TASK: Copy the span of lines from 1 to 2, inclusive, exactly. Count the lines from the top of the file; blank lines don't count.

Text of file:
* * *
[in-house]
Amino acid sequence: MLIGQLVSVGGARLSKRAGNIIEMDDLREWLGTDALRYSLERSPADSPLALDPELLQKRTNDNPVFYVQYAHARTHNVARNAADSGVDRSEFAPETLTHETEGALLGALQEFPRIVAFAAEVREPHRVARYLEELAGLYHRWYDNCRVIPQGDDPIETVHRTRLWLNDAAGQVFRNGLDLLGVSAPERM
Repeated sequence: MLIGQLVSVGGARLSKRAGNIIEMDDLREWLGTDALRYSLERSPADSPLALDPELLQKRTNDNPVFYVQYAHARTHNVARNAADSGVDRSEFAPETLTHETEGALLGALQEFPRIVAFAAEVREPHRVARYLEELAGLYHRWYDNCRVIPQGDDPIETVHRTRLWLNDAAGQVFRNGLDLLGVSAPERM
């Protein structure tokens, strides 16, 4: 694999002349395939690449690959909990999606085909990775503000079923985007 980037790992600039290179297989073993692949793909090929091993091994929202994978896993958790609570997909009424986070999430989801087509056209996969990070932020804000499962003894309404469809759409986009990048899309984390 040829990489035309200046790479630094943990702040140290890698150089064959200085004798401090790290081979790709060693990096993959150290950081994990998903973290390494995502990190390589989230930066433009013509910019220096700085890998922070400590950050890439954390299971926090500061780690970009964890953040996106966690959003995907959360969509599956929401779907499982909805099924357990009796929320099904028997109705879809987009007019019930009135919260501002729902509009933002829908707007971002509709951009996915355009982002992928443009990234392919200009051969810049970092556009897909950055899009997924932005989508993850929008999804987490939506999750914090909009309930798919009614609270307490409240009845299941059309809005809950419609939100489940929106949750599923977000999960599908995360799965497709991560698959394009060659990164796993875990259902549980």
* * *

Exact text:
[in-house]
Amino acid sequence: MLIGQLVSVGGARLSKRAGNIIEMDDLREWLGTDALRYSLERSPADSPLALDPELLQKRTNDNPVFYVQYAHARTHNVARNAADSGVDRSEFAPETLTHETEGALLGALQEFPRIVAFAAEVREPHRVARYLEELAGLYHRWYDNCRVIPQGDDPIETVHRTRLWLNDAAGQVFRNGLDLLGVSAPERM